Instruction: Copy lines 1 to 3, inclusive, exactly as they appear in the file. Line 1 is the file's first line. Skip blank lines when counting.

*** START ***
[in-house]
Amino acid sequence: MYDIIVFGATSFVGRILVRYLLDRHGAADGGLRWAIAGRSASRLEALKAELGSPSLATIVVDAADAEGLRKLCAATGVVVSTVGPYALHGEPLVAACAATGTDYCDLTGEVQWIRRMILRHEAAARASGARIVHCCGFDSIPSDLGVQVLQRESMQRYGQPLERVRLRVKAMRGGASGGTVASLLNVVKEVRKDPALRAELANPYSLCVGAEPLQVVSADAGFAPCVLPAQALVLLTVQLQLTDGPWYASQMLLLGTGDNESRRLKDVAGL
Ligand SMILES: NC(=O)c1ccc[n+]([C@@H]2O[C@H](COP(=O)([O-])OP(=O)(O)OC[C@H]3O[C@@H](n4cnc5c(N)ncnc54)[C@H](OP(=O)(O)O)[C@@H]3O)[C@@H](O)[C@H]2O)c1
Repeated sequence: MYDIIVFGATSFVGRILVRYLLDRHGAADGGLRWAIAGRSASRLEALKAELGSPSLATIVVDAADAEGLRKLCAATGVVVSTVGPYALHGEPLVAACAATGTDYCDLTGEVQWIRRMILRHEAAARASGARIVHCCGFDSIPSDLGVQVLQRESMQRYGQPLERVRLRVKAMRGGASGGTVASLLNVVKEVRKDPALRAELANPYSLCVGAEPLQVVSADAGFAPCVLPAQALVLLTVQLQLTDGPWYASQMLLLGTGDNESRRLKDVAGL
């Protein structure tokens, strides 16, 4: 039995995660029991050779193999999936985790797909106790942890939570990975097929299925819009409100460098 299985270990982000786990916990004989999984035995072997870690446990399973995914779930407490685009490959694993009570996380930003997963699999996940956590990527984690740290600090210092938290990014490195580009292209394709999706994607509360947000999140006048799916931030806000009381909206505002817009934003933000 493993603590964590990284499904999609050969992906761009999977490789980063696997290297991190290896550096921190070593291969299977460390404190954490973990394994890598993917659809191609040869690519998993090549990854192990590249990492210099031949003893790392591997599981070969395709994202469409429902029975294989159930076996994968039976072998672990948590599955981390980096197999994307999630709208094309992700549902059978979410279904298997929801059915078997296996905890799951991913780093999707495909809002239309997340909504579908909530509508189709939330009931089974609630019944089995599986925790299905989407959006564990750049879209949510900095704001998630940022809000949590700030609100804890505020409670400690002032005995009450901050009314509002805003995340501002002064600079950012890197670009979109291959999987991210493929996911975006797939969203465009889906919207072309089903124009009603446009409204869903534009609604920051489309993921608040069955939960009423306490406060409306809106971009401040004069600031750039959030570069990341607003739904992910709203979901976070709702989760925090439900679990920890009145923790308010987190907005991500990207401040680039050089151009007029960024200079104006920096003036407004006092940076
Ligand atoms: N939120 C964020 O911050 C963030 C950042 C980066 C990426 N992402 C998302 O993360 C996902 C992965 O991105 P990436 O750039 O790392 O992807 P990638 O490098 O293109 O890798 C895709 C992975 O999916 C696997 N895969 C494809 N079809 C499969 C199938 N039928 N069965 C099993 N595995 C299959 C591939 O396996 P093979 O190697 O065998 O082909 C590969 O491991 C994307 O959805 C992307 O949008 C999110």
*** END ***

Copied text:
[in-house]
Amino acid sequence: MYDIIVFGATSFVGRILVRYLLDRHGAADGGLRWAIAGRSASRLEALKAELGSPSLATIVVDAADAEGLRKLCAATGVVVSTVGPYALHGEPLVAACAATGTDYCDLTGEVQWIRRMILRHEAAARASGARIVHCCGFDSIPSDLGVQVLQRESMQRYGQPLERVRLRVKAMRGGASGGTVASLLNVVKEVRKDPALRAELANPYSLCVGAEPLQVVSADAGFAPCVLPAQALVLLTVQLQLTDGPWYASQMLLLGTGDNESRRLKDVAGL
Ligand SMILES: NC(=O)c1ccc[n+]([C@@H]2O[C@H](COP(=O)([O-])OP(=O)(O)OC[C@H]3O[C@@H](n4cnc5c(N)ncnc54)[C@H](OP(=O)(O)O)[C@@H]3O)[C@@H](O)[C@H]2O)c1